Posts Tagged ‘Elecraft KX3 QRP’
Another portable test of the BLT+ tuner
|KX3 operating on internal battery. What a fantastic portable rig.|
I took the BLT+ balanced line tuner out to the Excalibur antenna site to try it out on the doublet antenna that we put up last Saturday. This was the first test of that antenna (40m and 80m using a common feedpoint).
|BLT+ connected to open wire line (under the gloves) going to ta 40m Doublet at 65ft|
I used the BLT+ to tune the 40m/80m doublet. Balanced line antennas perform better with a tuner designed for balanced line and this was a good test for both the tuner and the new antenna.
|Portable shack, courtesy of three plastic chairs|
I quickly matched the doublet using the BLT+ using the lowest impedance setting which is also the most efficient. I was glad to see that the BLT SWR LED indicator is bright enough to be seen in direct sunlight. I was wondering about that but you can definitely tell when it dims even in direct sunlight.
AA4OO sitting back and listening to the QSO
The Doublet's feed line has not been brought to the shack yet so I was just sitting under the antenna. The open feed line is running along the ground for a bit which certainly didn't help the signal but we haven't installed the posts to carry the feed line over to the shack and I was too lazy to move the chairs far enough away to keep the feed line in the air.
In the foreground is some saw-grass common on the NC coast. I'm not sure why it's growing this far inland.
|Portable shack at the Excalibur antenna site... The Doublet is 65 feet above my head|
|Waiting my turn in the QSO... holding the Palm Single Paddle. BLT+ tuner in the chair to the right|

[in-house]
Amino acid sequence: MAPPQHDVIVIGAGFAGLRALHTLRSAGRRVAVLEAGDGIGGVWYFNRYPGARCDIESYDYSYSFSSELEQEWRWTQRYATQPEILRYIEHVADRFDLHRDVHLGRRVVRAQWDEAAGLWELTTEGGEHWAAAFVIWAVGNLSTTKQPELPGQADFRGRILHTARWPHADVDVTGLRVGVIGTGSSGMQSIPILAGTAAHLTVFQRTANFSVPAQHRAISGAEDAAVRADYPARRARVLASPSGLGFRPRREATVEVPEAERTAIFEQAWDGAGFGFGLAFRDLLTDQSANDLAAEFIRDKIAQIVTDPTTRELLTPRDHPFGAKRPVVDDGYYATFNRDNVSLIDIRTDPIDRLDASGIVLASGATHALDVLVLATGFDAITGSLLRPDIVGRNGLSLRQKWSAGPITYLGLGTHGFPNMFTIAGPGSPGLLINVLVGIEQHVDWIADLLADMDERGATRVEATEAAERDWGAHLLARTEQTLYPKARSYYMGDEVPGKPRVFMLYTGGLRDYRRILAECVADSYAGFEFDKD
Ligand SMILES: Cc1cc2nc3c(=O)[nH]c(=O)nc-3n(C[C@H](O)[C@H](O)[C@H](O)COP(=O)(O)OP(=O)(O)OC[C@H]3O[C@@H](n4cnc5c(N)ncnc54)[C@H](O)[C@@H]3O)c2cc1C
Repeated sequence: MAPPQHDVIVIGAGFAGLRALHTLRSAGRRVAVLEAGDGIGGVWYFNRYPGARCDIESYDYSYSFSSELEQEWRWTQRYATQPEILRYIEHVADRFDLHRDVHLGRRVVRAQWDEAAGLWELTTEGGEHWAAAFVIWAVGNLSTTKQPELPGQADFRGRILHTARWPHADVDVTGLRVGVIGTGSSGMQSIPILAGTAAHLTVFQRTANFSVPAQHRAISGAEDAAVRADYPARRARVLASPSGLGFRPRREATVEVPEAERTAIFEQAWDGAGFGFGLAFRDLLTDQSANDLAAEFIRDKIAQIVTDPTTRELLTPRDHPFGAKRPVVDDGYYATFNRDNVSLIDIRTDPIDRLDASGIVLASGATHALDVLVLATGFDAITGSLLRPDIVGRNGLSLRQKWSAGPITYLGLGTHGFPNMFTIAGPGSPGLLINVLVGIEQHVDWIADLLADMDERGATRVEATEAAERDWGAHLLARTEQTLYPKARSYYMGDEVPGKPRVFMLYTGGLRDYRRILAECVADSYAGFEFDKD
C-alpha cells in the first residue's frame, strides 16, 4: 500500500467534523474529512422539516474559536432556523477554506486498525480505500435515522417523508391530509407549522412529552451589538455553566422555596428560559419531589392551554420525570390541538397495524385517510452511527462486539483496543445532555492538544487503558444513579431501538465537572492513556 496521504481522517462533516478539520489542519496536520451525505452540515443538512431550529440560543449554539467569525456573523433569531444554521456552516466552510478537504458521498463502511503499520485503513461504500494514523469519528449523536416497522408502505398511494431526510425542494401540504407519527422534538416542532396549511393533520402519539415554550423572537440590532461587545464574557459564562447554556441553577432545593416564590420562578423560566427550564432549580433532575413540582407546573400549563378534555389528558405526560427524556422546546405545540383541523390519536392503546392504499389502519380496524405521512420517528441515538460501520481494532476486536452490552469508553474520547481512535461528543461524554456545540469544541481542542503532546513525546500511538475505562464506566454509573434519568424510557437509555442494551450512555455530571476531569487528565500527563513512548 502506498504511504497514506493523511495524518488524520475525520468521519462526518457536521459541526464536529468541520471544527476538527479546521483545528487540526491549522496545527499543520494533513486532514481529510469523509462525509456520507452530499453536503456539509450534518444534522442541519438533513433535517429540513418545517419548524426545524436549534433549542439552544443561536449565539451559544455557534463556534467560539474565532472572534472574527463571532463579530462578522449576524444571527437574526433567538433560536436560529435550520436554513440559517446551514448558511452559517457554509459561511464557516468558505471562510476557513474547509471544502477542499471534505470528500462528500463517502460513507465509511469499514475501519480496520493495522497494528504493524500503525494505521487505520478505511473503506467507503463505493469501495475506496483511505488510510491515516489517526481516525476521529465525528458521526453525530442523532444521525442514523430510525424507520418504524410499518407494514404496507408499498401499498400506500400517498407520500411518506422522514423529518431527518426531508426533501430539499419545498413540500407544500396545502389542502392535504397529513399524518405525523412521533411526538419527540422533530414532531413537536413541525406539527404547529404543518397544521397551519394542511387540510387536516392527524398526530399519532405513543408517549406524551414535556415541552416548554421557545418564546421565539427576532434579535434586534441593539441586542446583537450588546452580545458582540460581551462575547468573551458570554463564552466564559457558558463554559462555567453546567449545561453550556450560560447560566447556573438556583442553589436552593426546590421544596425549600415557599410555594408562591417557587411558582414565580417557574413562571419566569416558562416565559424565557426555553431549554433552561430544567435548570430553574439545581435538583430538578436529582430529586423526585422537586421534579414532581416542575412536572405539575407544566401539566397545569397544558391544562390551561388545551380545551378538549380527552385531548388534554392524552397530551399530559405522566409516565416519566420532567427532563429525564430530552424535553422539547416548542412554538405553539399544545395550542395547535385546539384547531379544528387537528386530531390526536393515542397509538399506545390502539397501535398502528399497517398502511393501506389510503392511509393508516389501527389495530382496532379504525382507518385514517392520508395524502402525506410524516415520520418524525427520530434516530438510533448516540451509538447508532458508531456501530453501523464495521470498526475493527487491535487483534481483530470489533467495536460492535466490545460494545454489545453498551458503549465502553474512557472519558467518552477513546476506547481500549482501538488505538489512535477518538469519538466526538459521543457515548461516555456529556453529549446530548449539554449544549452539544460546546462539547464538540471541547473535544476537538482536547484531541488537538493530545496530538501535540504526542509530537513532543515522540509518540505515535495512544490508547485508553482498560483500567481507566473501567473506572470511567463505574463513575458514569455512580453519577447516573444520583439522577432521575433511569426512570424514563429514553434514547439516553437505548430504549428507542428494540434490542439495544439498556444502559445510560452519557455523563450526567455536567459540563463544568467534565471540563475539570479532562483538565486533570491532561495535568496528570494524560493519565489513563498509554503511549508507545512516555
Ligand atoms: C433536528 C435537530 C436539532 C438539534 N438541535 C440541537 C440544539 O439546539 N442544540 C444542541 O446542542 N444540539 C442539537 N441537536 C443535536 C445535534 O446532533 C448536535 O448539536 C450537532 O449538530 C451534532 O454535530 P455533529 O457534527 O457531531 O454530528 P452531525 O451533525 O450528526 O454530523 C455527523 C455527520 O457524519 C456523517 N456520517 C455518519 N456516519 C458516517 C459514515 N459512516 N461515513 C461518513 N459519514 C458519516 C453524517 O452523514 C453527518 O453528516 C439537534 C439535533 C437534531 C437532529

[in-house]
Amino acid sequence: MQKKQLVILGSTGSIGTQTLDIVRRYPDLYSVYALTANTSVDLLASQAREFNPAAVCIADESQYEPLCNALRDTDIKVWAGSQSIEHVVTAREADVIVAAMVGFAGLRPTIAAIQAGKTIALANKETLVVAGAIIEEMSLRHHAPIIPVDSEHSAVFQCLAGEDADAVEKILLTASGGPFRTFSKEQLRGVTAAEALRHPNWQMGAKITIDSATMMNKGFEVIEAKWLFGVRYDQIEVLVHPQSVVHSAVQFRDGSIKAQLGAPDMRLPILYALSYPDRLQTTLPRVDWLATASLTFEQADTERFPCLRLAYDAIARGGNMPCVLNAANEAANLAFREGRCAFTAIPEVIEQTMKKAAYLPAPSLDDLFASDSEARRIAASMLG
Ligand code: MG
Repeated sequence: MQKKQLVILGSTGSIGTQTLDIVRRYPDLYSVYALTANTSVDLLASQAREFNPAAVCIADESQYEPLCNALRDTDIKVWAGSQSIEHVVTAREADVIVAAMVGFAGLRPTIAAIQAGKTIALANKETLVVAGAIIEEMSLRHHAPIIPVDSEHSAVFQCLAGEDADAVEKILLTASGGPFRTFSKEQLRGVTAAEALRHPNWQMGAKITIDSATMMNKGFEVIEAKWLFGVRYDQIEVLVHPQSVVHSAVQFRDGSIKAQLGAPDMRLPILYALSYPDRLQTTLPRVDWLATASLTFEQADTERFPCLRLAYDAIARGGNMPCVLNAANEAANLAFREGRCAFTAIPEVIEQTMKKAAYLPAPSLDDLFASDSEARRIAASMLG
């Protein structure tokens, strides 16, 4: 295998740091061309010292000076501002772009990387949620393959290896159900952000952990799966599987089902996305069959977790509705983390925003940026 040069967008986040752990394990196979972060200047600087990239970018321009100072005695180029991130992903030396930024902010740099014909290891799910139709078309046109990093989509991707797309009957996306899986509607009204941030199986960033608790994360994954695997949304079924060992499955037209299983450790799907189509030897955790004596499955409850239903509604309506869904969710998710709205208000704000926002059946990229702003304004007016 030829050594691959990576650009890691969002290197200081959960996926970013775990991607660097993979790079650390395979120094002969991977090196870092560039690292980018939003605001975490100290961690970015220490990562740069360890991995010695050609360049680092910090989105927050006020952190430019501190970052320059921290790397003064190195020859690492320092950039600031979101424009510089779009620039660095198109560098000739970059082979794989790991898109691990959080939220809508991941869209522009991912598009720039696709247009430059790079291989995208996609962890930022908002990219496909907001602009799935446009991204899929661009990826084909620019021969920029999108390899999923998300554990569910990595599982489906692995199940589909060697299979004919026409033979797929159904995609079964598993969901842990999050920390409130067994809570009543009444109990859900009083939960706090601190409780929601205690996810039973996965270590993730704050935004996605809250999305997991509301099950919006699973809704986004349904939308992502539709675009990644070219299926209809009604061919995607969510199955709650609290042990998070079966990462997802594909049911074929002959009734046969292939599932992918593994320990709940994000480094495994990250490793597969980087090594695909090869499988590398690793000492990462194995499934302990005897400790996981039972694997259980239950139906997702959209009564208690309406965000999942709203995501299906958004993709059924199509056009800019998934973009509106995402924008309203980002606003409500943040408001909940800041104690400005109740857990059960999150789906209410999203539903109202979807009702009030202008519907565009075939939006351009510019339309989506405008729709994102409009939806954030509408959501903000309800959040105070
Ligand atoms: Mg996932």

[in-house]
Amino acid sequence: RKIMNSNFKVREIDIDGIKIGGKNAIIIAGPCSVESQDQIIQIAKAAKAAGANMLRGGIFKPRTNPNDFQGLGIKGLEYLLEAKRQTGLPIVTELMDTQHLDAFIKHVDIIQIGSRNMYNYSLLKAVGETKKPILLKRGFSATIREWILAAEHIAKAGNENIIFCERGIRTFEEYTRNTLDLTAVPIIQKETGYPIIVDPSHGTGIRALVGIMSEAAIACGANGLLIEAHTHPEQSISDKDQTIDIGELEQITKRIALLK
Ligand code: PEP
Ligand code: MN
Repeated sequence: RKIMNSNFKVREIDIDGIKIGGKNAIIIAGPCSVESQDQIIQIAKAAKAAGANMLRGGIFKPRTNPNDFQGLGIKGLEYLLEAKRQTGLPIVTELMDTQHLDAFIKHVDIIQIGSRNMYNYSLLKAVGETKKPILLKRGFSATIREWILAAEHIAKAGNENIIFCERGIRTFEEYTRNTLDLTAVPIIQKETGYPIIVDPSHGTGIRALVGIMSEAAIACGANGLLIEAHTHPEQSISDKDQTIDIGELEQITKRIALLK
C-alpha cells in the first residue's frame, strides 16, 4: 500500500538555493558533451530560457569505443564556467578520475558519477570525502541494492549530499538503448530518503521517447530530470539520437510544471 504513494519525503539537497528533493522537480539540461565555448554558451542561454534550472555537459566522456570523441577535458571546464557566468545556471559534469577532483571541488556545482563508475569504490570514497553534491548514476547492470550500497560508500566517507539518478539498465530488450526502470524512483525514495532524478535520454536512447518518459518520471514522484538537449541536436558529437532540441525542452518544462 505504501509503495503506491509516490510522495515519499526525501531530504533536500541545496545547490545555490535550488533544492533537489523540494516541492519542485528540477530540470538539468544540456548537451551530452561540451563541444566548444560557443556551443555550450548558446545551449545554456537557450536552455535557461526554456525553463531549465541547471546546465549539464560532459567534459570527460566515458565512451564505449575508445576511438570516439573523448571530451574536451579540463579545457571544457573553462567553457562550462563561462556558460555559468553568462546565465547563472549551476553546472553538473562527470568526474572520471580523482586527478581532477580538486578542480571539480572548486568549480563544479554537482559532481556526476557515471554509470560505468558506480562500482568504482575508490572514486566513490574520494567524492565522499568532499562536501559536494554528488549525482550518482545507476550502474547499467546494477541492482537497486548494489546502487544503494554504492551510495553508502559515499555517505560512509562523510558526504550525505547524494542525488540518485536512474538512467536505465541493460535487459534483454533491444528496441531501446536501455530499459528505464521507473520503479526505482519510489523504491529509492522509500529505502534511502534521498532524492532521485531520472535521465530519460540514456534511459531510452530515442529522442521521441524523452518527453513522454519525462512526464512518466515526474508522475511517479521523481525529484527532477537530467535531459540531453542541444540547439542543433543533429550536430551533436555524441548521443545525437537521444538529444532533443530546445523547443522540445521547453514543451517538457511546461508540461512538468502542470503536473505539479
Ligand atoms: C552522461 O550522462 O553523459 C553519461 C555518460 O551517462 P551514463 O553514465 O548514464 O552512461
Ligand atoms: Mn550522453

Five by Nine... QRP... How can it be?
I gave him reports as he switched back and forth from running barefoot ~75w to his amp ~500w. With his amp on he was an S9, running barefoot he was S8. So the amp gave him one additional S unit. In terms of hearing him I would have been hard pressed to tell much difference simply by volume. He was perfectly copyable without noise with the amp off.
We also did some tests with my station at reduced power (as if...) At 10w-12w output I received a S9 to S9+10. Reducing output to 5 watts netted me a S8 report and when I reduced to 1 watt (one watt) he was still able to comfortably copy me and I received an S5. So with my station at 1 watt and his running 500 watts we could still converse via SSB. Ladies and Gentlemen you don't need as much output wattage as you think you do.
He was running through a newly constructed homebrewed vertical while I was using my 80m OCF Dipole. We didn't discuss what sort of radial system he had installed, but the difference in antennas was likely the deciding difference in our stations. We were about 500 miles apart and his vertical probably had more low-takeoff gain than my dipole, or possibly more ground loss so I probably had better high angle gain on him for the short 500 mile skip. I think the take-away from this exercise is that the antenna is generally the key rather than transmitter power. If I can get 6 dB of gain from my antenna I have in essence quadrupled my effective radiated power. Quadrupled? Yes, Quadrupled effective output power.
Power and S-Units
- A Power Ratio: dB = 10 Log P2/P1
- A Voltage Ratio: dB = 20 Log V2/V1
You increase 3dB each time you DOUBLE your power
You increase 3dB each time you DOUBLE your power. So to gain one S-Unit you must quadruple your power.